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  • Writer's pictureAndy Ross

Coffee and Zillow

There’s a habit I’ve developed during much of the shut-in times that has become a part of my regular morning routine. As I sit there with my first cup of coffee I’ll have my tablet in my lap and I’ll open the Zillow app. If you’ve never used Zillow it’s an app and website that has various real estate listings and you can search by zip code, town, and things like that.

I’ll set the search parameters for our region and while I let the coffee wake me up I’ll glance over houses for sale. I don’t know exactly why I like looking at houses for sale that I largely can’t afford. I’m not in the market, but I do like seeing people’s design choices. Some of them make sense to me, then some of them leave me with a lot of questions, such as the one time I saw a bathroom with the HVAC unit right next to the toilet.

A strange commonality and I don’t know if it qualifies as a trend or not, that I’ve noticed is some of the larger homes that cost absurd amounts of money all have really small kitchens. To the point that I find myself questioning who designed them. Whoever it was, has never cooked for a group of people in their life. If I was in the market for a McMansion to use as a status symbol—and that’s what they are, let’s get that very clear—I sure as heck would be upset if my thousands upon thousands of dollars home had a small, galley kitchen.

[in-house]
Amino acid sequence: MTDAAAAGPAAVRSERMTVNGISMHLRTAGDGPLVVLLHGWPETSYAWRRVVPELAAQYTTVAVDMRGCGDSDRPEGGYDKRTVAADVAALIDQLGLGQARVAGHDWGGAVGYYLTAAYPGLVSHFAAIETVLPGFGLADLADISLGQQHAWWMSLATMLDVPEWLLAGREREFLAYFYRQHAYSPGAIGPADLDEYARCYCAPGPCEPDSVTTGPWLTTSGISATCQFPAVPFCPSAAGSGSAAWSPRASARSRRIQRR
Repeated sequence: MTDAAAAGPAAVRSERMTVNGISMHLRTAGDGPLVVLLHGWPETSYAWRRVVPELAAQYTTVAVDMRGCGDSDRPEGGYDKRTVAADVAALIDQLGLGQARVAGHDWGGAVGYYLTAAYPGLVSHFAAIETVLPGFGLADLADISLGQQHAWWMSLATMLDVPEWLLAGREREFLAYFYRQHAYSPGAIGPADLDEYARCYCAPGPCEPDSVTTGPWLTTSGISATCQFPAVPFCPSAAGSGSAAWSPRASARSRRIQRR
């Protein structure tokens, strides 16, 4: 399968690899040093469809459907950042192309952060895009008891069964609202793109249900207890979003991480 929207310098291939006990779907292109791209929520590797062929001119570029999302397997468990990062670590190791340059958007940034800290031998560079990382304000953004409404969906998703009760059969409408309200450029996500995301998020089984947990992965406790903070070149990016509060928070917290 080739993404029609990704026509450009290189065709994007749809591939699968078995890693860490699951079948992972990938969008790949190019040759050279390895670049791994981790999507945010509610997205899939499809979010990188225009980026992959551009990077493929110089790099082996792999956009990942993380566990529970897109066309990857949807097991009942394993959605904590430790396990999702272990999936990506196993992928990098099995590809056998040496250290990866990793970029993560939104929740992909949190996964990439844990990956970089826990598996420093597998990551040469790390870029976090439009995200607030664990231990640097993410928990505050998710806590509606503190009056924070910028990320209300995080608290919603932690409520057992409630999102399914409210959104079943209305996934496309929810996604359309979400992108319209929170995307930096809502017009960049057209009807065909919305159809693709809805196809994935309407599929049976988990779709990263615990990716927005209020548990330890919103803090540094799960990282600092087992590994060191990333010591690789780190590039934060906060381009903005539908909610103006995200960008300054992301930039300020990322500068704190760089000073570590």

I’m not saying a galley kitchen isn’t functional or doesn’t have its place, there is a townhouse I saw once with a well-laid-out one that made sense, but anything over $500,000 with a galley kitchen is ridiculous. There are so many awful design trend sins that HGTV will have to answer for one day. The worst is draining all older homes of any character. You can see some of that too on Zillow.

A house that from the outside has the promise of lovely mid-century modern architecture—something I’m a fan of. Yet on the inside, the color period title of all the bathrooms has been transformed into something so generic it just looks like a wonderful case of “why bother?” I guess some people want to live in generic places, or they just have bad taste or both. These are the homes that cause me to head scratch the most. Not to mention the absurd about of shiplap you see nowadays.

Another common thing you see is that you’ll look at a house that is perfectly lovely and fine, then you get one room that just makes you wonder “what?” I don’t know if it’s a room that is supposed to be a rec room or a “man cave”—a term I hate—but the typical suburban home that looks like a very cozy place to live then suddenly upstairs you see a room that appears to be a low-rent take on Elvis’s Jungle room at Graceland.

I know that realtors tell their clients to change certain things about homes to make them sell, I wonder how much Zillow has to do with this? Yet, I also wonder why they’d said “Your house is perfect except for the jungle room that may be where you do freaky things, but you know what? Let’s RUN WITH IT!”

The morning sit with a coffee and Zillow is always an interesting look at what is going on with our region’s real estate market, design choices both good and bad, and sometimes things that just give you a lot to think about while you’re trying to start your day. I’m still haunted by the Jungle Room, and I hope you’ll go looking for it too on Zillow. I don’t want to suffer alone. See you next week.

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